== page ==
Increased acceptance rates in gold open-access journals and a decline in peer review is threatening the credibility of scholarly publishing, writes University of Colorado metadata librarian Jeffrey Beall in the US magazine The Scientist.
“Scholarly communication is now flooded with hundreds of thousands of new, second-rate articles each year, burdening conscientious researchers who have to sort through them all, filtering out the unworthy ones,” he writes.
In the gold open-access model author fees, not subscriptions, support publishing. This, in Beall’s opinion, turns authors into “customers” and creates a conflict of interest for publishers—“the more papers a publisher accepts, the more revenue it earns”.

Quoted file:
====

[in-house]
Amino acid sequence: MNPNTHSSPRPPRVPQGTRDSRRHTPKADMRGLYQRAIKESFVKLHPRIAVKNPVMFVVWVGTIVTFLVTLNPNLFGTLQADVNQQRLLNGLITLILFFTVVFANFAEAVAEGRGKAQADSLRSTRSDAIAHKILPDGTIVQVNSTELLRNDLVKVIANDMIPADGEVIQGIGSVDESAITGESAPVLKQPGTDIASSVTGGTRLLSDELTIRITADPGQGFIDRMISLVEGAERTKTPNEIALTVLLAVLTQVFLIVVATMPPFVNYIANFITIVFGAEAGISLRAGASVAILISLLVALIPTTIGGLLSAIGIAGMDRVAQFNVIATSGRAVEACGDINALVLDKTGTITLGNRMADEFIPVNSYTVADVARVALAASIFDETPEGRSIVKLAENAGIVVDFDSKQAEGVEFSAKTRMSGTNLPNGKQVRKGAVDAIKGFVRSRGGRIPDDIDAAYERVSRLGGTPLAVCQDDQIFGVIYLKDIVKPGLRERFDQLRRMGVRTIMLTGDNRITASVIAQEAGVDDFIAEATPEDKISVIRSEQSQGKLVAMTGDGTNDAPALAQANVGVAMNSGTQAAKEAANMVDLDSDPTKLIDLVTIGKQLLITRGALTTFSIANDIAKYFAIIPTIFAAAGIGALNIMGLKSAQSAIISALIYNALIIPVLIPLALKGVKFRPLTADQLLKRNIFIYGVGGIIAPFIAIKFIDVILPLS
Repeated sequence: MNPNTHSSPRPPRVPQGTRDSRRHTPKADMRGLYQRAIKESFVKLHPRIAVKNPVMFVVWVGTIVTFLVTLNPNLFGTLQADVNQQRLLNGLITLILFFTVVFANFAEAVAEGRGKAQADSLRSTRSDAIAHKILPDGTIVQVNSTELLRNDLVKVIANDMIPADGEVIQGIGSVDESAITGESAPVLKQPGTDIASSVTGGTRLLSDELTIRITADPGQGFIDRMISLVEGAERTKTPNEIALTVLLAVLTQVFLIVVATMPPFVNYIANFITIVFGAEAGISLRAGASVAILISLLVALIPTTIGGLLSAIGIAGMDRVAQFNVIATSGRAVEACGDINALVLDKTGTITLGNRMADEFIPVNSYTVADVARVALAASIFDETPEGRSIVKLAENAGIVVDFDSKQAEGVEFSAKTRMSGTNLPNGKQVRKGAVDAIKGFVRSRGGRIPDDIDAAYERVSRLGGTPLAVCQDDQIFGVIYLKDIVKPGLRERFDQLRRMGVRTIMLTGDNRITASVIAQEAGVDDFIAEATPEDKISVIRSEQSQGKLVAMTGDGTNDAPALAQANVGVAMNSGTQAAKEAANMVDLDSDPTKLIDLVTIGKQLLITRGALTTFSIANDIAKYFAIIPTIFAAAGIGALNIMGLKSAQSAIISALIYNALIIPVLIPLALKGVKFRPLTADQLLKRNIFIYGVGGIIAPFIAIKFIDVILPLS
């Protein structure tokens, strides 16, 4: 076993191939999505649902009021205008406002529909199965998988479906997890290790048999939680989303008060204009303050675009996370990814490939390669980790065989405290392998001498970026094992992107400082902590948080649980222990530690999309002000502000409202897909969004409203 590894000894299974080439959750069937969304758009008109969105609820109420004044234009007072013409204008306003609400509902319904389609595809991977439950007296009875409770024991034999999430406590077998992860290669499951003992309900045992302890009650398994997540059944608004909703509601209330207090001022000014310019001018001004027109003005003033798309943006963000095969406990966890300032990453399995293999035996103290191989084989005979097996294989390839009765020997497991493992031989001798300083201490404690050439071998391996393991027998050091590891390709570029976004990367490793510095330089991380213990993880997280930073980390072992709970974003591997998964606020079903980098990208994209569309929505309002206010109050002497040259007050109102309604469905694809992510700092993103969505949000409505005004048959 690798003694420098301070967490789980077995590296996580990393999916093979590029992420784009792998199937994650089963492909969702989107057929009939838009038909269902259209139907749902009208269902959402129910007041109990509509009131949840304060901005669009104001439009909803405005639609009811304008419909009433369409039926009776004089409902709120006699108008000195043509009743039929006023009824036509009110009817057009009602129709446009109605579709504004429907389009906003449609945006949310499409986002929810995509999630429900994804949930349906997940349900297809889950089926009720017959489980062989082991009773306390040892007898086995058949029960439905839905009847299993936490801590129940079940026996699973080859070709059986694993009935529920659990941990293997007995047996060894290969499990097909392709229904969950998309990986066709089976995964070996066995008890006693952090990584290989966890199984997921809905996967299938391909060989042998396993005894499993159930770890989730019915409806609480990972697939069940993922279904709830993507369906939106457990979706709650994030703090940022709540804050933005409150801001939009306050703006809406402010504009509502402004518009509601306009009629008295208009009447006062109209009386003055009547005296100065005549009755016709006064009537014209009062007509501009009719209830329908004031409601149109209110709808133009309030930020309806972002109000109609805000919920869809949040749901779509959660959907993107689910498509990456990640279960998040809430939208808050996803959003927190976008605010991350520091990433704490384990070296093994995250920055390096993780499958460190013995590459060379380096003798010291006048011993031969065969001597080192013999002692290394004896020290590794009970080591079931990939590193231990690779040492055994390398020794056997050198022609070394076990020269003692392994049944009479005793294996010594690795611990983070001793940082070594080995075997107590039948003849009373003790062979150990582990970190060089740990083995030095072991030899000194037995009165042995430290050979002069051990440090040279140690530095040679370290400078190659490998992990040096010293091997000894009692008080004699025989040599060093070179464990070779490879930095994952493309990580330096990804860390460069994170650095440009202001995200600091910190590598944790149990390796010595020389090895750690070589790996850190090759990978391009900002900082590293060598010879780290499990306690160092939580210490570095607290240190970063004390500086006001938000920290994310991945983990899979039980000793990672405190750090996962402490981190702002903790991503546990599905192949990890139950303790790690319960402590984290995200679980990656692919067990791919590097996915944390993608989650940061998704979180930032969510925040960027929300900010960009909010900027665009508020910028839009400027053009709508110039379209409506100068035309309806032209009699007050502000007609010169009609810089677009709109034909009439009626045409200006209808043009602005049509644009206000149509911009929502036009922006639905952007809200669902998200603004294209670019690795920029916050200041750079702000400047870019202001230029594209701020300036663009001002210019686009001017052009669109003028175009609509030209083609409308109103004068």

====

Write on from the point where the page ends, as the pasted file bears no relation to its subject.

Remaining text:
“Predatory” publishers, he writes, exploit this trend for their own profit. He claims they “entrap” researchers into submitting their work and then charge them to publish it, prey on junior faculty members and send personalised spam using information from legitimate publishers’ websites.
According to Beall, some open-access advocates fail to recognise the value of high-quality publishing and says there are many other factors associated with open-access to consider.
He adds: “Scholarly communication needs more unbiased analysis and less ideology.”